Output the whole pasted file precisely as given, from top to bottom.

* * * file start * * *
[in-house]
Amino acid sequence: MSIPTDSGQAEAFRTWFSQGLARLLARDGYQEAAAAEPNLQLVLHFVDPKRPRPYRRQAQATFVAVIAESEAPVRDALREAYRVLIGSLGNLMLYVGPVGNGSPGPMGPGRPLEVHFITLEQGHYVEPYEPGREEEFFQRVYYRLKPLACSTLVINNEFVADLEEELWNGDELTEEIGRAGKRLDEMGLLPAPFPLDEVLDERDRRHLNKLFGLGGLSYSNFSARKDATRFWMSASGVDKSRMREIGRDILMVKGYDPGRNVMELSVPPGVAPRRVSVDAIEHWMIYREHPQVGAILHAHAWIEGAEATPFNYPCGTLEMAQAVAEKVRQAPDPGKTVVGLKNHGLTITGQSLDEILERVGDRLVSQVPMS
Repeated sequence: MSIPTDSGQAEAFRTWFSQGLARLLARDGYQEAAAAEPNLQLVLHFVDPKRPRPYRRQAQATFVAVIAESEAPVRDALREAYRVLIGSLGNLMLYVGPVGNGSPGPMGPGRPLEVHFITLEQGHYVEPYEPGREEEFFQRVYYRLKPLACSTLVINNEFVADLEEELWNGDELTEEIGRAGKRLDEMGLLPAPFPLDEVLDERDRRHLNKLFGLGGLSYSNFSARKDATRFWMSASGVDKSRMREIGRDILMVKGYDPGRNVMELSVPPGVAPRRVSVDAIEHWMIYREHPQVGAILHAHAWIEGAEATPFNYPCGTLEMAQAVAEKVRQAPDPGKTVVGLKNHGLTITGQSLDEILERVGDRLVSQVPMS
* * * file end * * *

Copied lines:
[in-house]
Amino acid sequence: MSIPTDSGQAEAFRTWFSQGLARLLARDGYQEAAAAEPNLQLVLHFVDPKRPRPYRRQAQATFVAVIAESEAPVRDALREAYRVLIGSLGNLMLYVGPVGNGSPGPMGPGRPLEVHFITLEQGHYVEPYEPGREEEFFQRVYYRLKPLACSTLVINNEFVADLEEELWNGDELTEEIGRAGKRLDEMGLLPAPFPLDEVLDERDRRHLNKLFGLGGLSYSNFSARKDATRFWMSASGVDKSRMREIGRDILMVKGYDPGRNVMELSVPPGVAPRRVSVDAIEHWMIYREHPQVGAILHAHAWIEGAEATPFNYPCGTLEMAQAVAEKVRQAPDPGKTVVGLKNHGLTITGQSLDEILERVGDRLVSQVPMS
Repeated sequence: MSIPTDSGQAEAFRTWFSQGLARLLARDGYQEAAAAEPNLQLVLHFVDPKRPRPYRRQAQATFVAVIAESEAPVRDALREAYRVLIGSLGNLMLYVGPVGNGSPGPMGPGRPLEVHFITLEQGHYVEPYEPGREEEFFQRVYYRLKPLACSTLVINNEFVADLEEELWNGDELTEEIGRAGKRLDEMGLLPAPFPLDEVLDERDRRHLNKLFGLGGLSYSNFSARKDATRFWMSASGVDKSRMREIGRDILMVKGYDPGRNVMELSVPPGVAPRRVSVDAIEHWMIYREHPQVGAILHAHAWIEGAEATPFNYPCGTLEMAQAVAEKVRQAPDPGKTVVGLKNHGLTITGQSLDEILERVGDRLVSQVPMS